ACTION ALERT: End US Support for Bahrain's Repressive Government
June 17, 2011
The Campaign for Peace and Democracy / The Nation & Agence France-Presse
Like many autocracies in the region, Bahrain has been a key US partner. It provides a home to the US Navy's Fifth Fleet, responsible for ships in the Persian Gulf, Red Sea, Arabian Sea, and the coast of East Africa. This is why Washington's response to the vicious repression in Bahrain has been so muted -- in contrast to forceful denunciations of repression in countries outside the US orbit, such as Iran and Libya. Democracy is no less precious for the people of Bahrain.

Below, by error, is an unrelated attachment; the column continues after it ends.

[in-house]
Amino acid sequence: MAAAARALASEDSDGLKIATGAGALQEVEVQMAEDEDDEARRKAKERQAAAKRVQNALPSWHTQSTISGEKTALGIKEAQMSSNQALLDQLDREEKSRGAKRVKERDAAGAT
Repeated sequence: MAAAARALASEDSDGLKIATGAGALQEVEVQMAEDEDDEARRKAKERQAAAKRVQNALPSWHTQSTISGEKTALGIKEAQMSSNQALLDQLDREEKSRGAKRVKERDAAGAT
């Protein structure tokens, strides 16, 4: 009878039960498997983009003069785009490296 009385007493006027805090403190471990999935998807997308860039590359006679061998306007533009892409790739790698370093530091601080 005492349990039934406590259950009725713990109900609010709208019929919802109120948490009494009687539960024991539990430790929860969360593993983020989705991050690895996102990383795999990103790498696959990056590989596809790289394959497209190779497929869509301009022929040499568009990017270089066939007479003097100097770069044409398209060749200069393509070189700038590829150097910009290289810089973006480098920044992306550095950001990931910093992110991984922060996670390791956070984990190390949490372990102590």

JOIN THE MORE THAN 1500 SIGNERS FROM THE UNITED STATES, BAHRAIN, AND AROUND THE WORLD
Click here to sign the statement.
"End US Support for Bahrain's Repressive Government"
published in The Nation¸ on The New York Review of Books website, and elsewhere in the US, has been signed so far by more than 1,800 individuals, including hundreds of brave Bahrainis. It is being sent to President Obama, Secretary of State Clinton, and key members of Congress.
STATEMENT BY THE CAMPAIGN FOR PEACE AND DEMOCRACY
This statement was written following President Obama's May 19 speech, in which he criticized Bahrain’s rulers but also called them "partners" and "friends," signaling that their massive human rights violations would not stand in the way of continuing US support or the presence of the Fifth Fleet. What is needed is not toothless reprimands, but a clear break with the Al Khalifa regime. We are deeply moved by the hundreds of Bahrainis who bravely added their names. Please join them.